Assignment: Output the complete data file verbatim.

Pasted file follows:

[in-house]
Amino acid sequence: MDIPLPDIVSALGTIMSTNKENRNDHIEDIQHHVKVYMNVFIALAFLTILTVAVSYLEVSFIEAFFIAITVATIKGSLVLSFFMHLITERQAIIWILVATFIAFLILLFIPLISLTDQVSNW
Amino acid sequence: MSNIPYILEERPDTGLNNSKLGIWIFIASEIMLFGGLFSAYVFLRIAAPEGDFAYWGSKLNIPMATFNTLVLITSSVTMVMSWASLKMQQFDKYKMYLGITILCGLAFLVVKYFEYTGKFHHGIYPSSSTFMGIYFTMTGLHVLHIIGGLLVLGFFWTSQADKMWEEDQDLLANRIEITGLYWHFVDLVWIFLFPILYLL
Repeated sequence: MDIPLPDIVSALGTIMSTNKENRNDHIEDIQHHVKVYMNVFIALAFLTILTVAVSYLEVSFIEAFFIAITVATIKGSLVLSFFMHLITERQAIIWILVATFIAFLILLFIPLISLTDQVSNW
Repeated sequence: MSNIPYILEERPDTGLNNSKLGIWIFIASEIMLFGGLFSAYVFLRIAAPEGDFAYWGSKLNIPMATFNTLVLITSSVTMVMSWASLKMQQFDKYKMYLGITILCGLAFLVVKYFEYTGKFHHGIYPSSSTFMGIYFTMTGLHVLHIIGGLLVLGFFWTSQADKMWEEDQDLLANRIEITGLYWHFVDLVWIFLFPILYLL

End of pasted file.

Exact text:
[in-house]
Amino acid sequence: MDIPLPDIVSALGTIMSTNKENRNDHIEDIQHHVKVYMNVFIALAFLTILTVAVSYLEVSFIEAFFIAITVATIKGSLVLSFFMHLITERQAIIWILVATFIAFLILLFIPLISLTDQVSNW
Amino acid sequence: MSNIPYILEERPDTGLNNSKLGIWIFIASEIMLFGGLFSAYVFLRIAAPEGDFAYWGSKLNIPMATFNTLVLITSSVTMVMSWASLKMQQFDKYKMYLGITILCGLAFLVVKYFEYTGKFHHGIYPSSSTFMGIYFTMTGLHVLHIIGGLLVLGFFWTSQADKMWEEDQDLLANRIEITGLYWHFVDLVWIFLFPILYLL
Repeated sequence: MDIPLPDIVSALGTIMSTNKENRNDHIEDIQHHVKVYMNVFIALAFLTILTVAVSYLEVSFIEAFFIAITVATIKGSLVLSFFMHLITERQAIIWILVATFIAFLILLFIPLISLTDQVSNW
Repeated sequence: MSNIPYILEERPDTGLNNSKLGIWIFIASEIMLFGGLFSAYVFLRIAAPEGDFAYWGSKLNIPMATFNTLVLITSSVTMVMSWASLKMQQFDKYKMYLGITILCGLAFLVVKYFEYTGKFHHGIYPSSSTFMGIYFTMTGLHVLHIIGGLLVLGFFWTSQADKMWEEDQDLLANRIEITGLYWHFVDLVWIFLFPILYLL